Buying a New Home? Do Your “Homework”

Buying a New Home? Do Your “Homework”

Before you buy a new home, it pays to do some investigation to avoid taking on problems that may not be covered by your homeowners insurance. When contemplating the purchase of property, a home inspection is the first important step. A professional inspector will be familiar with building codes and can determine if any problems exist, and if the house is “up to code.” Plan to accompany the inspector to your prospective new home and be sure the following often-overlooked areas are examined:

Pipes. One telltale sign of problem pipes is bits of residual metal in the bottom of a plugged sink after you have filled it with hot water. These metallic specks usually reflect light, even in metal sinks, and they may be an indication of corroded, galvanized, metal pipes or a rusting water heater. Check the water pressure by running all faucets and flushing all toilets. If the water flow is weak, a plumber can determine the cause of the problem.

Furnace/Water Heater. Check for moisture at the base of the water heater and look for holes in the heat exchanger of the furnace. Even a small hole could allow toxic exhaust to spread through the house. Many gas companies will check heat exchangers at no charge. The attic should also be inspected for loose pipes or air leaks.

Electrical Outlets. Each outlet should be inspected after removing the cover plate. To avoid shock or electrical fire, don’t attempt this unless all outlets have been grounded. Look for ground fault interrupter (GFI) circuitry in all bathrooms, as well as in the kitchen. A GFI quickly cuts off power if an electrical appliance, such as a hair dryer or radio, comes in contact with water. If your prospective home is older and doesn’t have GFI circuitry, it will need to be installed.

Water Drainage. Be alert for water in the basement or under the house, slightly depressed damp spots on the ground around the house, and watermarks above floor or ground level on the basement’s foundation walls. Clogged gutters or poor grading of the property may be obstructing drainage, and re- grading can be costly. If re-grading isn’t necessary, a pump may be sufficient to draw out water below grade level. As a condition of the sale, you might require the owner to bear this cost.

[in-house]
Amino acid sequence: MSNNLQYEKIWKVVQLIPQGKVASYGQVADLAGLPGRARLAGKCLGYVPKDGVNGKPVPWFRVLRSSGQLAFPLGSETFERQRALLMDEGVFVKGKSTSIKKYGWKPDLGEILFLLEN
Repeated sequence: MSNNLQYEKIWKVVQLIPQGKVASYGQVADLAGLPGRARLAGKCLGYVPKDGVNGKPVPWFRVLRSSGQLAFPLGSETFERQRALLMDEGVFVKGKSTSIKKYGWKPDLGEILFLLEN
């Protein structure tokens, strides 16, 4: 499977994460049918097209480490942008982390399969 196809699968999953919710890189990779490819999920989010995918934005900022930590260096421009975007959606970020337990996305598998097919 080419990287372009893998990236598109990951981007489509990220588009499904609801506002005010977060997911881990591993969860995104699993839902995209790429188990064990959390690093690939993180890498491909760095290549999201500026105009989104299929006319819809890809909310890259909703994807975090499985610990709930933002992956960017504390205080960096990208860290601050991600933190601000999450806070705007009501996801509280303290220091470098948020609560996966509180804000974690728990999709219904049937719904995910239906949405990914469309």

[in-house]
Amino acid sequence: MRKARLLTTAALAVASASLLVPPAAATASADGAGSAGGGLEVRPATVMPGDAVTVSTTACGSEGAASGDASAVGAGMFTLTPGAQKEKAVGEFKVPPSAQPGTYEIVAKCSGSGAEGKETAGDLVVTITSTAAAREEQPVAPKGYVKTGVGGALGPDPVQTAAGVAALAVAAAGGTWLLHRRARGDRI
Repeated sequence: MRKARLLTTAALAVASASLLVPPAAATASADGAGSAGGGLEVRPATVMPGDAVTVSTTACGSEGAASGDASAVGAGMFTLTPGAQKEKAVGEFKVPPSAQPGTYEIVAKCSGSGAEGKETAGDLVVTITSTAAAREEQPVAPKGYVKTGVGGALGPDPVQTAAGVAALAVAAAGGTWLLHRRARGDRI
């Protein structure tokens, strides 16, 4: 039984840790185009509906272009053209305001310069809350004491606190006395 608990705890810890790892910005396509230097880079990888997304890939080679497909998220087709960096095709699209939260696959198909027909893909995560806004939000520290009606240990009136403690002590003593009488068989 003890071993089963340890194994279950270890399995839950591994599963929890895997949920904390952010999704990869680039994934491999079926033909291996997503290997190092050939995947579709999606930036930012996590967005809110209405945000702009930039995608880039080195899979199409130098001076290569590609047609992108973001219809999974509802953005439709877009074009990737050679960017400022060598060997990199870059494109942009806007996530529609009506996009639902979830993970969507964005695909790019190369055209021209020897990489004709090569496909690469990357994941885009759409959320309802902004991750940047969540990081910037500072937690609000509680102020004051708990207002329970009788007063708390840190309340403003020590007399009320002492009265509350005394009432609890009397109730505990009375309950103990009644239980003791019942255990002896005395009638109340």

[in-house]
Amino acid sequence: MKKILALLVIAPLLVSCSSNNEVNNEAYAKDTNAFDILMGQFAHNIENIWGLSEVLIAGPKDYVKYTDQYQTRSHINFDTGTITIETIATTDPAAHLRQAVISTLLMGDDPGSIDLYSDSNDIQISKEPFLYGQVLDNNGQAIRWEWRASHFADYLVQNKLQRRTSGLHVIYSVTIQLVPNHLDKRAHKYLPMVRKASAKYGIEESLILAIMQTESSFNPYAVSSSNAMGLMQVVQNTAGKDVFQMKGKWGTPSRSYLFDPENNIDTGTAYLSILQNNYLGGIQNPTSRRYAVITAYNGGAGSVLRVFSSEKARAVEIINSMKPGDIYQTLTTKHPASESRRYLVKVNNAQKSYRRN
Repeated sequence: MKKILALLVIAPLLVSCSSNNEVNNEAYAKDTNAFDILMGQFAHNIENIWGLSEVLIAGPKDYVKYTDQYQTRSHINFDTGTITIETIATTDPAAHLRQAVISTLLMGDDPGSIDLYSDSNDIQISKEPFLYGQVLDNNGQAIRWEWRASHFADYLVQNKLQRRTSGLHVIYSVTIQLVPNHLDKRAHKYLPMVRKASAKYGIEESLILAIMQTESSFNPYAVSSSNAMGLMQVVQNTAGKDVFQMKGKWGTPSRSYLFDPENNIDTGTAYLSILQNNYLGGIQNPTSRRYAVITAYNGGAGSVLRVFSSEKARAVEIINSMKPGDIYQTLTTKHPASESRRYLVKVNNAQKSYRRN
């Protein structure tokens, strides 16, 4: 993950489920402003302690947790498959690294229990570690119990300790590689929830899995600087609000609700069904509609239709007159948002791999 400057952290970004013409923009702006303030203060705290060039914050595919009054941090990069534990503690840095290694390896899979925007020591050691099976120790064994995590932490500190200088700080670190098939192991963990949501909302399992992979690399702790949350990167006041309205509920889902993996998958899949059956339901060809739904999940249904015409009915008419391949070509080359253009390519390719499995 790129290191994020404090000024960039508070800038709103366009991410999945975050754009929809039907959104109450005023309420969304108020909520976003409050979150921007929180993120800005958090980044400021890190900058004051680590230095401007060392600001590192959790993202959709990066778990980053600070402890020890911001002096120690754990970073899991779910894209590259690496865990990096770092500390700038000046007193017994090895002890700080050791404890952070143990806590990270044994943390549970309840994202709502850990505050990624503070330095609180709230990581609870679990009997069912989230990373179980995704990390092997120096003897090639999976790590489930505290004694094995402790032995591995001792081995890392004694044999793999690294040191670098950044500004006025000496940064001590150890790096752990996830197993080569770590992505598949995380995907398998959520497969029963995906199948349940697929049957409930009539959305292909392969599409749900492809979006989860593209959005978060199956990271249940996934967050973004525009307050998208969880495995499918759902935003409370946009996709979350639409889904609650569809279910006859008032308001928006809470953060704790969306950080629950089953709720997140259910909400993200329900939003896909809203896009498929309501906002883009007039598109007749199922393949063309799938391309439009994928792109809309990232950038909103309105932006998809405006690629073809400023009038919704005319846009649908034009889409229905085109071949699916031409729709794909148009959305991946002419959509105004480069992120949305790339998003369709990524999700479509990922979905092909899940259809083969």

Dry Rot. Inspect under tile, linoleum, decks, and support beams under the house. Look for a coating on the wood, which may be black or yellow in color. When wood is infected, it is often soft and yielding to a prod from a screwdriver. Be sure to lift the edge of any loose tiles and linoleum corners to check for dry rot.

Floors. Peel back the carpets to check for defects. Extensive cracks in a cement floor, or uneven or otherwise damaged wood floors, may be lurking beneath carpeting. Being on your toes, literally, may help pinpoint problems. Walking carefully over the entire floor in stocking feet may help you detect separations and cracks in the floor. Floor supports can be inspected from underneath, either through a crawlspace or from the basement. Check the joists and columns under the house for dry rot, cracks, or loose beams.

Key Concerns

Remember to take advantage of a professional inspector’s expertise when considering the purchase of your prospective home. Give us a call. We can help you determine the appropriate amount of insurance coverage to help protect your family, and your new home.